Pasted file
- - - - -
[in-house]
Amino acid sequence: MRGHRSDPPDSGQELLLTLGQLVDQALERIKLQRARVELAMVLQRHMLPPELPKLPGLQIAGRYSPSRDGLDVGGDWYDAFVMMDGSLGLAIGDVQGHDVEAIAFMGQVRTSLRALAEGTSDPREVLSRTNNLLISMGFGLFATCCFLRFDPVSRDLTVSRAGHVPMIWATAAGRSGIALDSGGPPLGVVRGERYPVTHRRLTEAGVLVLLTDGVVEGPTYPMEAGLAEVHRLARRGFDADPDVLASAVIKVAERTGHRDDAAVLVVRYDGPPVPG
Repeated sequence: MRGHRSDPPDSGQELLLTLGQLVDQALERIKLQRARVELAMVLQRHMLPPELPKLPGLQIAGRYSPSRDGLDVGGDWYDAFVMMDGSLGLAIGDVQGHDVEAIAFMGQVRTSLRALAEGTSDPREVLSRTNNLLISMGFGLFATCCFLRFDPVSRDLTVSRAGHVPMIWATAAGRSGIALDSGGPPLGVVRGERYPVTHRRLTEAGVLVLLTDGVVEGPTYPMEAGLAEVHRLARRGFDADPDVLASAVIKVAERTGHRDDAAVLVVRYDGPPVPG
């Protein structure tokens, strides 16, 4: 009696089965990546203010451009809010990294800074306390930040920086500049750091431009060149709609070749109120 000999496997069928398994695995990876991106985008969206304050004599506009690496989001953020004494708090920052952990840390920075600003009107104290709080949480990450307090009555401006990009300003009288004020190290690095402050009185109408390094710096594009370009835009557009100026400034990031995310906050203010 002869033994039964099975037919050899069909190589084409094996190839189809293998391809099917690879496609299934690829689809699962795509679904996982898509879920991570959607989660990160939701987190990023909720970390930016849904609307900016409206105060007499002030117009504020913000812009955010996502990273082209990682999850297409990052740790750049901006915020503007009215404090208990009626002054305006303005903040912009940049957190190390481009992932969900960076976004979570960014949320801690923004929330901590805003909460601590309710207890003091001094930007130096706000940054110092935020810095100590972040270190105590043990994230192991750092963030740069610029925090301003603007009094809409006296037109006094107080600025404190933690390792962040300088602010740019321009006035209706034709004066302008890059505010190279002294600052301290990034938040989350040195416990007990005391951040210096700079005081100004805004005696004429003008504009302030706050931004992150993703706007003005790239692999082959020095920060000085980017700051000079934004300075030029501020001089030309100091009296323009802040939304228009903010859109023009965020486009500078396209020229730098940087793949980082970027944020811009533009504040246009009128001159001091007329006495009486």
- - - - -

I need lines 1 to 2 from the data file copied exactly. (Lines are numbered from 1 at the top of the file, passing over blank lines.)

[in-house]
Amino acid sequence: MRGHRSDPPDSGQELLLTLGQLVDQALERIKLQRARVELAMVLQRHMLPPELPKLPGLQIAGRYSPSRDGLDVGGDWYDAFVMMDGSLGLAIGDVQGHDVEAIAFMGQVRTSLRALAEGTSDPREVLSRTNNLLISMGFGLFATCCFLRFDPVSRDLTVSRAGHVPMIWATAAGRSGIALDSGGPPLGVVRGERYPVTHRRLTEAGVLVLLTDGVVEGPTYPMEAGLAEVHRLARRGFDADPDVLASAVIKVAERTGHRDDAAVLVVRYDGPPVPG